Schools and success
EDITOR: “Our high schools are a disaster”: This title on Saturday’s op-ed page stopped me as I was eating breakfast. I have worked in high schools my entire life, and I think I have a good perspective on them. Other words besides disaster come to mind: underfunded, under siege, understaffed and under-appreciated all surfaced. So I was prompted to read why Lawrence Steinberg had declared American high schools a disaster.
Steinberg trots out many of the same old myths. He claims that “our high school students score well below the international average,” and “over the past 40 years high school haven’t made any progress at all in reading and math.” Space prevents me from detailing how invalid these charges are. However, a quick glance at Diane Ravitch’s latest book, “Rein of Error,” easily skewers them. Scores earned by our high school students have not declined, and in many cases have risen. Serious critics of our schools must also consider the role that childhood poverty plays in test results. Steinberg does not.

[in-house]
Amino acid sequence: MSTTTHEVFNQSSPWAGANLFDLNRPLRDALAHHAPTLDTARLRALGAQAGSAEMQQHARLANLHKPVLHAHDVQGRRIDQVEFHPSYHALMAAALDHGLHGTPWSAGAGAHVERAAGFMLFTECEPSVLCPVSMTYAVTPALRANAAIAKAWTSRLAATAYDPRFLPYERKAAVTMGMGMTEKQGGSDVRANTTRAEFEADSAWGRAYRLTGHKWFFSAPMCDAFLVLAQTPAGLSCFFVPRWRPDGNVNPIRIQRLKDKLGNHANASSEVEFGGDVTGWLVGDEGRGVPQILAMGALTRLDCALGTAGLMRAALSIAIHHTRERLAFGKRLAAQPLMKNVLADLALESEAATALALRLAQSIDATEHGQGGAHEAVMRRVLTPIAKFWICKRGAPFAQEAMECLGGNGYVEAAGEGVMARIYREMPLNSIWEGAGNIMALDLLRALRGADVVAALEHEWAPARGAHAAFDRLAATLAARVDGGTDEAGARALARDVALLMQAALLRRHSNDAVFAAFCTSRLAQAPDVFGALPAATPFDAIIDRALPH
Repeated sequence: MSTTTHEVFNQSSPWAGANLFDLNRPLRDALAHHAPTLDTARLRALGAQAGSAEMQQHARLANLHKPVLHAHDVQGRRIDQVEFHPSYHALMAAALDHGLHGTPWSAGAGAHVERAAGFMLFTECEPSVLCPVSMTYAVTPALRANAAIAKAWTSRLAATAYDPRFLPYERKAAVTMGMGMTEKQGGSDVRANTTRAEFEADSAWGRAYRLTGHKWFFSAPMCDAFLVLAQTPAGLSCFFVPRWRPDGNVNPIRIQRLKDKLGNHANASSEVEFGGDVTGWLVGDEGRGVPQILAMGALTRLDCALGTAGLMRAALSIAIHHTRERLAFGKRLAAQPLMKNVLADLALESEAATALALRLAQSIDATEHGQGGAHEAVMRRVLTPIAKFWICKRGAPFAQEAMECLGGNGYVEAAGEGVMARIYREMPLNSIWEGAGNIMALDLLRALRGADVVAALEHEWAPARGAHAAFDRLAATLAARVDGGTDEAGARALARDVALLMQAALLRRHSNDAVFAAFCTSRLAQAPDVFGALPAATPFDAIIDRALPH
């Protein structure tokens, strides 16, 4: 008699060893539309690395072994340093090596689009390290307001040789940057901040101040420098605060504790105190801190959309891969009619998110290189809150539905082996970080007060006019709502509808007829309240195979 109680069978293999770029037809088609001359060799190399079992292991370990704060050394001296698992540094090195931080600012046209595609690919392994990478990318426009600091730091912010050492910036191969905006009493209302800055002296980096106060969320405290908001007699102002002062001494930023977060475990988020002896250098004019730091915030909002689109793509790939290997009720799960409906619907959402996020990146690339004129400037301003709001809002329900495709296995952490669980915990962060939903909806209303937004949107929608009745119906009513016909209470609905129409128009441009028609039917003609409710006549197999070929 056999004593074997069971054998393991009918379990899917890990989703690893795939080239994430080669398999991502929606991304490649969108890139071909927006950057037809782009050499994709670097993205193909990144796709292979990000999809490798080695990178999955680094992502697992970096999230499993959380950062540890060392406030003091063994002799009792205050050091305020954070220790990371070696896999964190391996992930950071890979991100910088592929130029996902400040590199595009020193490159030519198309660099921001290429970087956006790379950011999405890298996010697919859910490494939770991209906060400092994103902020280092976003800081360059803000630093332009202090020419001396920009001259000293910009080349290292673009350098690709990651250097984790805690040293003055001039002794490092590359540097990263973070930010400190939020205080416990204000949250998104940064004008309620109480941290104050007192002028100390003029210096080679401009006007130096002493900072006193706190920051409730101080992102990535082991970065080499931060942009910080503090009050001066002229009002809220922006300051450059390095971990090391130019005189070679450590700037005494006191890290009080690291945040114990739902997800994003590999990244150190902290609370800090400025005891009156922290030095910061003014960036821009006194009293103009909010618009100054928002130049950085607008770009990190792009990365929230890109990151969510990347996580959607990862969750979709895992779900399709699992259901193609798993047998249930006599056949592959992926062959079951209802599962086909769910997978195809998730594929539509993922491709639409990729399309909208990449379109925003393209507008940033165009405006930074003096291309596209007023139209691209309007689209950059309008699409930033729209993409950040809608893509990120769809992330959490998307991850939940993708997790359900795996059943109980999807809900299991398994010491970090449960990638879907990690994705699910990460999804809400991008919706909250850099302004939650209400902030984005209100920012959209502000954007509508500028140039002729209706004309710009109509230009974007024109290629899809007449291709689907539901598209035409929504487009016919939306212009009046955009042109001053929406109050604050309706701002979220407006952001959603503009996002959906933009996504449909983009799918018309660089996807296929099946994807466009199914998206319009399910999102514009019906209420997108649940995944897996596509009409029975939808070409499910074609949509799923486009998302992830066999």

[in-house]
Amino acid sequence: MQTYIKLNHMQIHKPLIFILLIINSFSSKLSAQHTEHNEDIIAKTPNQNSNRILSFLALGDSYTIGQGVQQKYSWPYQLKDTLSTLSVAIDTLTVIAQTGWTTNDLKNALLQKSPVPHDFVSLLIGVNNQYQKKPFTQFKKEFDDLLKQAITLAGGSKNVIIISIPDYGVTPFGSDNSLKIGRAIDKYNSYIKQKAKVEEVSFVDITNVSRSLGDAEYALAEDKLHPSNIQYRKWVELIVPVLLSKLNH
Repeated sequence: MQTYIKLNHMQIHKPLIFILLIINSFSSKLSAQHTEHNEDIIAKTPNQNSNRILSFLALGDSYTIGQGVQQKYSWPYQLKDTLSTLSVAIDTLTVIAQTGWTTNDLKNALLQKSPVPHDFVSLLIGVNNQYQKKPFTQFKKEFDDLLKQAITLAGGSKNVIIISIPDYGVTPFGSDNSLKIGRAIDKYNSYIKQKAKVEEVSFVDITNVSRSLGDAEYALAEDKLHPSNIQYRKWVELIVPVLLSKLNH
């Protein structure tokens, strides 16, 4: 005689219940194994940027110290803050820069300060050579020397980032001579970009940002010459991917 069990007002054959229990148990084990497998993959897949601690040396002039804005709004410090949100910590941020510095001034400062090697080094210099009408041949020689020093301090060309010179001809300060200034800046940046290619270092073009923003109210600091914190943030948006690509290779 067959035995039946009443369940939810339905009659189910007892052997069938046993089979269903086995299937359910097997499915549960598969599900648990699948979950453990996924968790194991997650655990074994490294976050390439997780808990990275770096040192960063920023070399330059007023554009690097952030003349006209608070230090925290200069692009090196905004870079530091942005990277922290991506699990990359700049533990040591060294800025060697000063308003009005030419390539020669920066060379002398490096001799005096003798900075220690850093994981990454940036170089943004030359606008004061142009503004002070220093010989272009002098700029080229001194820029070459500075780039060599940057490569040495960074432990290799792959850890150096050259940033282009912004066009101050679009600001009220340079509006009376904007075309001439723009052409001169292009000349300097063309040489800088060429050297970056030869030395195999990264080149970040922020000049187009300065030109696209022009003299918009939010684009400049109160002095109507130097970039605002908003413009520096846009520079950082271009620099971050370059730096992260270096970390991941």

Steinberg’s article is overly broad and irresponsible in its claims. I challenge him to visit the school where I work to gain insight into the reality of high school. Like our students, I am certain that he will learn a great deal by attending.